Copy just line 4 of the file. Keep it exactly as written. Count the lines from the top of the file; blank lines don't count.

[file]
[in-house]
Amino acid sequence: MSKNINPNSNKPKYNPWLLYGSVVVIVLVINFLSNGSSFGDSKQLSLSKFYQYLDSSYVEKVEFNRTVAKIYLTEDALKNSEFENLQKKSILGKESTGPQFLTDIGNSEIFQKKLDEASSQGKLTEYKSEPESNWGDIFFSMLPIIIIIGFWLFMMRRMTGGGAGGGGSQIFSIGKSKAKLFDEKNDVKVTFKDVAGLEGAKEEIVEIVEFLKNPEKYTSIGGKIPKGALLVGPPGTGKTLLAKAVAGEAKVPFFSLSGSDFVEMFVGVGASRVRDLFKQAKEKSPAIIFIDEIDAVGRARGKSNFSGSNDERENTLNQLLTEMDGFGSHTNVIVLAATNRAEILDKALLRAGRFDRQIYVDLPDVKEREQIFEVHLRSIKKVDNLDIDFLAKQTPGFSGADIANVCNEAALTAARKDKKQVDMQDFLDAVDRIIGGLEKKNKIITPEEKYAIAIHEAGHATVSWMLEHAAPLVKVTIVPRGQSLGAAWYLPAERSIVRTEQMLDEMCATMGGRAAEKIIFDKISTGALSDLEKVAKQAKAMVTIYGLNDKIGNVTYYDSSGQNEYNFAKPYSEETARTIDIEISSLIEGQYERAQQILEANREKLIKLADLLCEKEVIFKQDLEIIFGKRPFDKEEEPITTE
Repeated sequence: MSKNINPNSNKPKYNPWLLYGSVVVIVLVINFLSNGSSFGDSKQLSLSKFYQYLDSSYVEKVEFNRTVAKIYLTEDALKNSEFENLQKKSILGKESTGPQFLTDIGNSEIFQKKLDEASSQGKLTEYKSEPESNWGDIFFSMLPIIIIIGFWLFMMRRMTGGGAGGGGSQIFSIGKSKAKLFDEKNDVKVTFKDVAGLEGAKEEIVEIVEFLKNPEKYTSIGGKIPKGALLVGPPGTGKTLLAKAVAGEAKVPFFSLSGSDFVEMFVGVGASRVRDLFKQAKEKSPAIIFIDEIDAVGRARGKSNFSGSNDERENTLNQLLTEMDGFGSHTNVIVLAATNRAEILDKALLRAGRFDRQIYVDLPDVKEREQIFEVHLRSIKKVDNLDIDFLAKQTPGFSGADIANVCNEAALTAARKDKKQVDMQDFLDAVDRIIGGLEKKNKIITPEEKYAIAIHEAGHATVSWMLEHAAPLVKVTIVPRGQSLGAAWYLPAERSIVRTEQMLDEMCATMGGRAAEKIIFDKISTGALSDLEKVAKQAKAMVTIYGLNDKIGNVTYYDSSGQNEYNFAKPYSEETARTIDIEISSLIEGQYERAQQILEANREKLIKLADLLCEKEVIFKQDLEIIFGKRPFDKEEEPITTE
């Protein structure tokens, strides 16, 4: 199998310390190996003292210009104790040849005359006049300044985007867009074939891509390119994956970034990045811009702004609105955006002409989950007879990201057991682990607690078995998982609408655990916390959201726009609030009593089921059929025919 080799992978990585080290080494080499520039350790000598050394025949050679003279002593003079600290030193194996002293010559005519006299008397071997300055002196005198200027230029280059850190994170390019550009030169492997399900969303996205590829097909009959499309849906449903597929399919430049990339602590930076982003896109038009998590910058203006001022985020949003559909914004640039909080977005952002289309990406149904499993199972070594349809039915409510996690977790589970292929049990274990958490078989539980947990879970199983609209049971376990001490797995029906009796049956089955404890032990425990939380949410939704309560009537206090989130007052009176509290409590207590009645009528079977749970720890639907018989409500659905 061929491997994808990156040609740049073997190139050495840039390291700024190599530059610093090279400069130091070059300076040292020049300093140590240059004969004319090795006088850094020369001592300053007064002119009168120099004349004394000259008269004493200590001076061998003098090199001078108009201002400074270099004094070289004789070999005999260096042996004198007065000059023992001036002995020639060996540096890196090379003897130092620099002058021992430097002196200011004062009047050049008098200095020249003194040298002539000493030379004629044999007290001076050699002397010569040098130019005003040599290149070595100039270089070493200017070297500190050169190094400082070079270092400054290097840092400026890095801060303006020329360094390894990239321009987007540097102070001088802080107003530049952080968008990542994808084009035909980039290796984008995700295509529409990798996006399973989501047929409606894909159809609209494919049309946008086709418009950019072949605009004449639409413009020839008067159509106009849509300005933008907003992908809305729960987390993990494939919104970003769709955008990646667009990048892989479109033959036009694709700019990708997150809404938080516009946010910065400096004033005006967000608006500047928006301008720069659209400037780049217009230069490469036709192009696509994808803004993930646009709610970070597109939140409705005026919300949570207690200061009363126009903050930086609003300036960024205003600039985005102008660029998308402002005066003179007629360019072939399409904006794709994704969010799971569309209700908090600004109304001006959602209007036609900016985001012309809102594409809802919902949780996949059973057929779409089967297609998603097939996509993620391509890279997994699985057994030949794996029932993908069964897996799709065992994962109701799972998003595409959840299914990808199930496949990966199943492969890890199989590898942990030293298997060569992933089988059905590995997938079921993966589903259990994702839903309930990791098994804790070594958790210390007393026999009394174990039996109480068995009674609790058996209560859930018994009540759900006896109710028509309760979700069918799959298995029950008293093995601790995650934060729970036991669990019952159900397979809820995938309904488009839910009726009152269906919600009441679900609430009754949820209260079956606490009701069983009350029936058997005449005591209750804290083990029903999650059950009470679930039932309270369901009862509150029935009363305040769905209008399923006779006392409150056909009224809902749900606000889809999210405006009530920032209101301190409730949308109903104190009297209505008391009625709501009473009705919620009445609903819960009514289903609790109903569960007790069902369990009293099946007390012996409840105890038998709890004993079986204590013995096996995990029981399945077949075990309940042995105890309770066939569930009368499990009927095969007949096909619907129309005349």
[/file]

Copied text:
């Protein structure tokens, strides 16, 4: 199998310390190996003292210009104790040849005359006049300044985007867009074939891509390119994956970034990045811009702004609105955006002409989950007879990201057991682990607690078995998982609408655990916390959201726009609030009593089921059929025919 080799992978990585080290080494080499520039350790000598050394025949050679003279002593003079600290030193194996002293010559005519006299008397071997300055002196005198200027230029280059850190994170390019550009030169492997399900969303996205590829097909009959499309849906449903597929399919430049990339602590930076982003896109038009998590910058203006001022985020949003559909914004640039909080977005952002289309990406149904499993199972070594349809039915409510996690977790589970292929049990274990958490078989539980947990879970199983609209049971376990001490797995029906009796049956089955404890032990425990939380949410939704309560009537206090989130007052009176509290409590207590009645009528079977749970720890639907018989409500659905 061929491997994808990156040609740049073997190139050495840039390291700024190599530059610093090279400069130091070059300076040292020049300093140590240059004969004319090795006088850094020369001592300053007064002119009168120099004349004394000259008269004493200590001076061998003098090199001078108009201002400074270099004094070289004789070999005999260096042996004198007065000059023992001036002995020639060996540096890196090379003897130092620099002058021992430097002196200011004062009047050049008098200095020249003194040298002539000493030379004629044999007290001076050699002397010569040098130019005003040599290149070595100039270089070493200017070297500190050169190094400082070079270092400054290097840092400026890095801060303006020329360094390894990239321009987007540097102070001088802080107003530049952080968008990542994808084009035909980039290796984008995700295509529409990798996006399973989501047929409606894909159809609209494919049309946008086709418009950019072949605009004449639409413009020839008067159509106009849509300005933008907003992908809305729960987390993990494939919104970003769709955008990646667009990048892989479109033959036009694709700019990708997150809404938080516009946010910065400096004033005006967000608006500047928006301008720069659209400037780049217009230069490469036709192009696509994808803004993930646009709610970070597109939140409705005026919300949570207690200061009363126009903050930086609003300036960024205003600039985005102008660029998308402002005066003179007629360019072939399409904006794709994704969010799971569309209700908090600004109304001006959602209007036609900016985001012309809102594409809802919902949780996949059973057929779409089967297609998603097939996509993620391509890279997994699985057994030949794996029932993908069964897996799709065992994962109701799972998003595409959840299914990808199930496949990966199943492969890890199989590898942990030293298997060569992933089988059905590995997938079921993966589903259990994702839903309930990791098994804790070594958790210390007393026999009394174990039996109480068995009674609790058996209560859930018994009540759900006896109710028509309760979700069918799959298995029950008293093995601790995650934060729970036991669990019952159900397979809820995938309904488009839910009726009152269906919600009441679900609430009754949820209260079956606490009701069983009350029936058997005449005591209750804290083990029903999650059950009470679930039932309270369901009862509150029935009363305040769905209008399923006779006392409150056909009224809902749900606000889809999210405006009530920032209101301190409730949308109903104190009297209505008391009625709501009473009705919620009445609903819960009514289903609790109903569960007790069902369990009293099946007390012996409840105890038998709890004993079986204590013995096996995990029981399945077949075990309940042995105890309770066939569930009368499990009927095969007949096909619907129309005349």